Saw Whet Owl Banding @ Valley FallsOctober 26, 2016
The only thing cuter than Owl is…
. . . perhaps, THIS owl!
A really small owl— the smallest in North America, as a matter of fact! And I don’t just mean smaller than average; I mean pop can small. That’s right, lighter than 12 oz. A pop can with eyes… and wings… and bracelets?
Not quite bracelets, but bands. Valley Falls State Park hosts the Northern Saw-Whet Owl bandings on October 28 & 29 and November 4 & 5.
You can play detective and see if you can track one down. Pay attention to the clues; first listen. Do you hear a repeated, monotonous whistle, especially at night? Is the sound getting closer? Now look down, especially at the base of coniferous trees. Saw-whet owls leave lots of evidence beneath their favorite perching trees.
Not sure of your detective skills? Then join Joey Herron who has caught over 300 owls in his 11 years of observing and banding.
What’s the purpose of banding these tiny creatures?
The NSWO is a dark and rusty brown owl, with the babies being a chocolate brown with a telltale white “V” on their faces. Their migration begins in October, peaking around Halloween and ending in December.
Herron will use mist netting and an audio lure of a saw-whet owl to capture and band them. Once captured, the bird’s age and sex are determined, wing measurements recorded, and then he or she is released!
Some of you may be thinking, “Well this sounds perfectly cruel — abducting birds, forcing them to wear a band. It’s not natural.”
“Bird banding is a non-invasive, long-term method of observing and studying birds without interfering with their natural behavior.” It is helpful to both the birds and the people to catch, band, release, and even recapture banded birds.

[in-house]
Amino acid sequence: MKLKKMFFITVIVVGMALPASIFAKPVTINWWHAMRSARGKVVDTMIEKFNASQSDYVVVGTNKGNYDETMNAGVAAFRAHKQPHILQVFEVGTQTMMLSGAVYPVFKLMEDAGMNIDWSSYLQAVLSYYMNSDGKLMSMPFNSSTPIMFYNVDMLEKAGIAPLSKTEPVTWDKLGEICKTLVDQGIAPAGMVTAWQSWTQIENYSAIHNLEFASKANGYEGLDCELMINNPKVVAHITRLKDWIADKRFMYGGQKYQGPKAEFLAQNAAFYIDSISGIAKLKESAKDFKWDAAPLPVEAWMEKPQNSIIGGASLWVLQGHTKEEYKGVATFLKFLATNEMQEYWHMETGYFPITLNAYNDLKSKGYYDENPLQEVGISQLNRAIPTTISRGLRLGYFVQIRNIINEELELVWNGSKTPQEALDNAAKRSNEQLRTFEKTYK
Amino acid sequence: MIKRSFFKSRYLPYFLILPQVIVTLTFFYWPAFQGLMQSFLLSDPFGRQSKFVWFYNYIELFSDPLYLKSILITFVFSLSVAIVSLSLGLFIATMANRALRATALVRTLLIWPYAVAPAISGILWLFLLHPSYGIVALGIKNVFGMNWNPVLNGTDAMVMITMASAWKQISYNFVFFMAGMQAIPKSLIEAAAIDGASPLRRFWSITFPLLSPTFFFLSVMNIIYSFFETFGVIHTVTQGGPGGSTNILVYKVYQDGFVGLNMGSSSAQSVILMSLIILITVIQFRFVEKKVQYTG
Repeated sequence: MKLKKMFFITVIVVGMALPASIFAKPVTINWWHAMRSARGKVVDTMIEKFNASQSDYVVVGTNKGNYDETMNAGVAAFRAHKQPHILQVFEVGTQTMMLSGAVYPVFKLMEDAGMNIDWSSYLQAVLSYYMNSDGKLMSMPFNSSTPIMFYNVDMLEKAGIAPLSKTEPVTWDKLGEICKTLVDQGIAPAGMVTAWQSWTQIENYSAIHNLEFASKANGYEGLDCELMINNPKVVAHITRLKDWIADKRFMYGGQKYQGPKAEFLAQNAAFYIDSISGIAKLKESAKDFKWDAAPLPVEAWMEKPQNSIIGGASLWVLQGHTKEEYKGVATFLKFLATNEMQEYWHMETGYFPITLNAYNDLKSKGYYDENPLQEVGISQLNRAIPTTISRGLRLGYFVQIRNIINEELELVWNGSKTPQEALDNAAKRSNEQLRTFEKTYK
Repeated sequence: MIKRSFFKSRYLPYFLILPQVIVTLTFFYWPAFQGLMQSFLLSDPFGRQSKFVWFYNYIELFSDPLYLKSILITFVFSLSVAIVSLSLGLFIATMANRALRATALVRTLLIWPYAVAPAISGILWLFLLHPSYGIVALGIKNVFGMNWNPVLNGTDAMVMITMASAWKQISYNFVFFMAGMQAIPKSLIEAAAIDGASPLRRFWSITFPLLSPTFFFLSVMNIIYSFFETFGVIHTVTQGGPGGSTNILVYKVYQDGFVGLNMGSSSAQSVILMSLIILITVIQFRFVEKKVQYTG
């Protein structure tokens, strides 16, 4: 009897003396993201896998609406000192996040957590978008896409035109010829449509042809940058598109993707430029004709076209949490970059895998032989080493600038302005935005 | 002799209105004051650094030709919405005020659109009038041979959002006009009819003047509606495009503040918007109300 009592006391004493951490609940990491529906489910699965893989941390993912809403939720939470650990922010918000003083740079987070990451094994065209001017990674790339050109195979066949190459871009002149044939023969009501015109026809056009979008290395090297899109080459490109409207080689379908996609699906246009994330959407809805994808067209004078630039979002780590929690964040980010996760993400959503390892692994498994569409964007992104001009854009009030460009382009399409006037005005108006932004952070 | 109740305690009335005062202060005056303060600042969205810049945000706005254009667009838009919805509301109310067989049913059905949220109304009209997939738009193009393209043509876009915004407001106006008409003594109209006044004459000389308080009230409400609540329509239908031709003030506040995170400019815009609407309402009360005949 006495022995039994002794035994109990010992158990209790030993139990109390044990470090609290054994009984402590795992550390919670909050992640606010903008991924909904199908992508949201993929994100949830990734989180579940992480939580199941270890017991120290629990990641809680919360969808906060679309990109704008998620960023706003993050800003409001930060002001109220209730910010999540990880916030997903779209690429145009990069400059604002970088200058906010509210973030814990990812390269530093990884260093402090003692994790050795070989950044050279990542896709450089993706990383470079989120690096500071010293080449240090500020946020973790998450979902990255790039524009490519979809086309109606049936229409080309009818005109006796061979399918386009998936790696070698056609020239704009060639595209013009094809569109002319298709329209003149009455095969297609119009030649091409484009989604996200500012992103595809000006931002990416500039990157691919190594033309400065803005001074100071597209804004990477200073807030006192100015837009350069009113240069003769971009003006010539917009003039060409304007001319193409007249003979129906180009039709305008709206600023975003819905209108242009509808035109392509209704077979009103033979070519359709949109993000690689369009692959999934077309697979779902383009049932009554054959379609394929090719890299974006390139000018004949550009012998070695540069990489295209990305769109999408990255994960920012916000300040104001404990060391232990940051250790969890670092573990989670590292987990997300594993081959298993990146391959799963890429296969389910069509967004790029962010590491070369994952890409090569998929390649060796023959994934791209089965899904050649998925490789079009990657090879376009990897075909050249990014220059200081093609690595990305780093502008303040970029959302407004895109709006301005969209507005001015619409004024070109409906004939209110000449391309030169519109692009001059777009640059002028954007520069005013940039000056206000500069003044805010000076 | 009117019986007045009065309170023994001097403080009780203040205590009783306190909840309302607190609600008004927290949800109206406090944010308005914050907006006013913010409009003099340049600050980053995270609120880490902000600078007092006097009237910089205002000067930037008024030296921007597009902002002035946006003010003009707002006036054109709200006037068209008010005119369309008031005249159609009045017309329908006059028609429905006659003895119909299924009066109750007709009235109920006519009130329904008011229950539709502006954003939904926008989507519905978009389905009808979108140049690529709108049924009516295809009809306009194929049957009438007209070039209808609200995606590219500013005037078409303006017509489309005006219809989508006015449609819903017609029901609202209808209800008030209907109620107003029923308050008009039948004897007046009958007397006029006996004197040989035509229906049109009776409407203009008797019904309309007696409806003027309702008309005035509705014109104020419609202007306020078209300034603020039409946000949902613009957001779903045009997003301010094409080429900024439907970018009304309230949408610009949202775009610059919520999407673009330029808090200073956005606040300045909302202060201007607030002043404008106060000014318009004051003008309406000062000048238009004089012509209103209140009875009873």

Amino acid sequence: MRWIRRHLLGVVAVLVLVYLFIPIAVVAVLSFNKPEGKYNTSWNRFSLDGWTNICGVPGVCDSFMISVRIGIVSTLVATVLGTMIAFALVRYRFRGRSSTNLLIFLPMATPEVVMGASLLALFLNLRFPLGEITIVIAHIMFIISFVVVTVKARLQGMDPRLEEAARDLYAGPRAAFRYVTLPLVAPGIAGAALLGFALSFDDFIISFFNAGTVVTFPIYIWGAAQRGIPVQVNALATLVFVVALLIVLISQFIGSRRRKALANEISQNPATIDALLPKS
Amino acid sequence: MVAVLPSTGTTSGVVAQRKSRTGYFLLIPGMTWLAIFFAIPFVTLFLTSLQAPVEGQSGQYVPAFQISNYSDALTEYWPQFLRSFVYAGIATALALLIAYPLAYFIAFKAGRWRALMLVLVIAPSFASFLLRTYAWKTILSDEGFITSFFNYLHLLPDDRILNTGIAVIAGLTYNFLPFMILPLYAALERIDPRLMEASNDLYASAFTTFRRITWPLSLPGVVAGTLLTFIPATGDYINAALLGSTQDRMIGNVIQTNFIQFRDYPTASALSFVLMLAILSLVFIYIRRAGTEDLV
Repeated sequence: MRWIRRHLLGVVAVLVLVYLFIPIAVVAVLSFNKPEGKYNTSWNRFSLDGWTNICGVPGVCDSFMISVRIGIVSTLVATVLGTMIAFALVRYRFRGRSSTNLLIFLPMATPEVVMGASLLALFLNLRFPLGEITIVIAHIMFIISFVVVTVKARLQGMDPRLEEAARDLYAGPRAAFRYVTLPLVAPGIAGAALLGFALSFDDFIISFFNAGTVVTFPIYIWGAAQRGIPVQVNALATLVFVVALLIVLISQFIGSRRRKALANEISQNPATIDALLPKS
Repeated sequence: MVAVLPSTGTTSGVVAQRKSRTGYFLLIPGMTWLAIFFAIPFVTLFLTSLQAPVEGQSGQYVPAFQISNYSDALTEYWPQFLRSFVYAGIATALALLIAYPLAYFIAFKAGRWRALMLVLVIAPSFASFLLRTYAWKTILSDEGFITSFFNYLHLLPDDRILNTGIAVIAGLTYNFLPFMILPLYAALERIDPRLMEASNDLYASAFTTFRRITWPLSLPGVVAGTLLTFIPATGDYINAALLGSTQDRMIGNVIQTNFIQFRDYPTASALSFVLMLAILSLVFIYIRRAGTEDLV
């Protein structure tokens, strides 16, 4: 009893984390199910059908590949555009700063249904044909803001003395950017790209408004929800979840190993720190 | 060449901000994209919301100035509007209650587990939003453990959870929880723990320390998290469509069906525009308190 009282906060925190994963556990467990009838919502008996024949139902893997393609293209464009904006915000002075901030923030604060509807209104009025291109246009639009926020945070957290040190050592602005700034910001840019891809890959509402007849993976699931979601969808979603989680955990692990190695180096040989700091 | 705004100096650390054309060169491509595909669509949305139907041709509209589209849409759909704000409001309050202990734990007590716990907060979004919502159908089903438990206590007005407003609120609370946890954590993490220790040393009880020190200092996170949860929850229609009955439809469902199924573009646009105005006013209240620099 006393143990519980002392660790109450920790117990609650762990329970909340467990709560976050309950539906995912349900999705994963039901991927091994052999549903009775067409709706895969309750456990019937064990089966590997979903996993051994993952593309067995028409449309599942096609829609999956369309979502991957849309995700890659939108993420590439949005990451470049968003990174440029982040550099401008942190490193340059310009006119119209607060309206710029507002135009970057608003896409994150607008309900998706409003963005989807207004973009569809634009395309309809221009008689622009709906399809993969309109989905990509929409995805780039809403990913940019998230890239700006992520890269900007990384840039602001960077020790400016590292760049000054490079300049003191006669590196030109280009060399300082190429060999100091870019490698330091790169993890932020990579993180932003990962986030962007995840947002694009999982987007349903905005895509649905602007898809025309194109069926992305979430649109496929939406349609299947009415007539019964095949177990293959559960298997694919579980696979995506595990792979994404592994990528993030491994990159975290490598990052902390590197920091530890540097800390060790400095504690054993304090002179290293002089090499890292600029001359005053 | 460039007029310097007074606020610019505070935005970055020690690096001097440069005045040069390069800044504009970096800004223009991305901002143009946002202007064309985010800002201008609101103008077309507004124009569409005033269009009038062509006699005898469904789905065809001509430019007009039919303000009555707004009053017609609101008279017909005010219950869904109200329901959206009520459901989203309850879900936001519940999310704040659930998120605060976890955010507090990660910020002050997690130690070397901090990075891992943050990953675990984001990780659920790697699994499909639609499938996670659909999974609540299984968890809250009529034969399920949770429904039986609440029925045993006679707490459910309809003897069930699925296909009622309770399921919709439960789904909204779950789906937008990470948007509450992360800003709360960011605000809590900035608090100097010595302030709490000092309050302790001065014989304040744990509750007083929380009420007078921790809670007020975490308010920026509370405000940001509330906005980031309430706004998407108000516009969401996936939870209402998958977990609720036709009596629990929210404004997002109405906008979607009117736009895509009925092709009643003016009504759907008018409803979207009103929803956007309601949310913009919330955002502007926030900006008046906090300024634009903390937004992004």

Through bird banding we can begin to understand species composition and abundance, which species are found in the area and when, which species use what locations as stopover sites and how long they stay, how much weight they gain, potential disease epidemics (like West Nile Virus), and clues to ecological issues by tracking bill deformities.
And the best place to do this? Valley Falls State Park, that’s where! You see, even the Saw-Whet Owls appreciate the park’s beauty! Actually, Joey realized that Valley Falls State Park is in the little NSWO’s migratory flight route. Banding the owls here provides easy monitoring and banding. Its high elevation and forest cover draw these little guys in!
So if you’re looking for a new fall experience in Marion County, join Joey Herron and learn from the best how to safely and correctly band those tiny little owls!
Suggested provisions for the outing include: flashlight, a thermos of something hot, folding chair, and a camera. Be sure to dress for the fall evening weather!
If you have specific question, contact Joey at email@example.com or 304-203-525. Because of limited space at the banding site, it’s a good idea to let Joey know you would like to join him.
Have you observed a Northern Saw Whet Owl? There is nothing like the thrill of seeing this tiny creature up close!